Education for an automated future
I just got back from a short trip to Toronto, ON, Canada. I used my iPad with my kindle reader to read some books on the way there and back. It’s amazing that I can have 1/2 dozen books on a thin electronic slate, highlight and add notes, and later sync it up to “the cloud” for use later. E-readers are disruptive technologies…
While sitting in a cab cruising through the city, I wondered about the economy. Actually, I think a lot about our economy these days. I am overwhelmed with the complexity and magic that defines the economy. Small shops on obscure streets, massive 50 story business towers, huge hotels, hospitals, government buildings, university facilities, restaurants, people walking everywhere, grid locked traffic with people coming and going, and so on. At the airport, there are untold numbers of people going to and coming from hundreds or thousands of locations. Some for pleasure and some for business. Just one day in Toronto probably represents billions of dollars of monetary activity. People are involved in creating, producing, serving, educating, learning, eating, purchasing, managing, etc. involving massive amounts of money every day. But at a fundamental level, how does this actually work?
Disclaimer: I am not an economist and my musings in this post are just musings. Simply put, our free market economy is based on a capitalistic system: there are producers and there are consumers. Interestingly though, most consumers are involved in some aspect of production as workers. A capitalistic system generally involves producers investing capital in improvements to production processes to become more efficient or to produce new products or higher volumes, and to lower the cost of production. With technology, this often results in some loss of certain types of jobs. But, new jobs are usually created somewhere in the system to absorb displaced workers and to accommodate new entries. Workers are paid a wage and they consume the goods and services produced. Wages are distributed in an unequal way – this is due to how we value certain work or the level of education required to do the work or how complex the work is, etc. As long as there is continuous growth in the size of the economy, the system seems to work. It has created tremendous wealth for those involved in this economy. But, it hasn’t benefited all… there are sadly approximately 2 billion people in the world that earn and live off of the equivalent of $2.00 or less per day.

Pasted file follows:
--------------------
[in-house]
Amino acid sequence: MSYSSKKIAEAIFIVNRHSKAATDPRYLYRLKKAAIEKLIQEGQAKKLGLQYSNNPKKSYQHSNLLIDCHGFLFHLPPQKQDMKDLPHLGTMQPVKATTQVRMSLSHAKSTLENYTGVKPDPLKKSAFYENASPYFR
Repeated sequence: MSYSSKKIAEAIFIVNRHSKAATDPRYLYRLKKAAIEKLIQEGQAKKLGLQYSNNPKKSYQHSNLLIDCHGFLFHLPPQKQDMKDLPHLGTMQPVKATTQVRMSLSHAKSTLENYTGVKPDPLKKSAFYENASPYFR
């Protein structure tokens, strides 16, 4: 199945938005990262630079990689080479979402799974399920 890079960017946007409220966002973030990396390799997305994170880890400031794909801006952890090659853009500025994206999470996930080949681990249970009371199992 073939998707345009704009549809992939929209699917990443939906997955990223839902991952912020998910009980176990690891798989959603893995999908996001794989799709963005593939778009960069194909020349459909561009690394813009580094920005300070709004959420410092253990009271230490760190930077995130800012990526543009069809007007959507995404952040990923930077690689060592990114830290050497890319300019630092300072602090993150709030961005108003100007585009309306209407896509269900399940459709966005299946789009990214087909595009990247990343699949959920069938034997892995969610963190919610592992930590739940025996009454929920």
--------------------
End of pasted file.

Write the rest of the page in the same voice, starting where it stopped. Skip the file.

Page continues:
But, what if the system runs out of steam? What if we enter a new era where more jobs are permanently lost that are created? What might cause this potential future? And what should we do about it if we believe it to be possible or likely? I suspect most people don’t like to think about questions like this. I know I don’t but I think we have to.
I’ve read a few books that talk about the impact of technology on work and our economic well being. Historically, we all know that the impact has been overall very positive. Many people have become obscenely wealthy but more importantly more people than at any time in history now enjoy a very good lifestyle. Technology has fueled a remarkable wealth generating machine. The books I’ve read that really speak to this topic include:
If you choose to read these be prepared to have your world view about the economy, jolted. These are not feel good stories but I think the topic is very important for our society to be addressing now. Ford says
“if we can foresee that technology is likely to have a highly disruptive impact on our economy in the coming years and decades, then we really need to start thinking about that well in advance”, Kindle location 208
The primary factor driving us to automation is that technology is doubling in power / capability approximately every 18-24 months – referred to as Moore’s Law named after Intel co-founder Gordon E. Moore. It is an exponential change. The graph shows linear (red), cubic (blue), and exponential (green) curves.
In terms of history, 50 years ago, we were still in the early part of the curve (green curve) you don’t notice much change – it’s slow. But later (today, the future), it accelerates in front of our eyes. Do you feel that the last 10 years of technology change has been more extreme than the previous 10? Well, with exponential growth in computing power, the next 10 years will be even more pronounced – you ain’t seen nothing yet... Ford adds
“Nearly all of us sense that our world is changing rapidly and that perhaps things seem to be speeding up. We’ve become accustomed especially to continuous improvement in technology. We notice that the laptop computer we buy today is dramatically faster and lighter and more feature-packed than the one we bought just a few years ago, and yet it costs less. Our new cell phone is smaller or lighter, but it does more”, Kindle location 517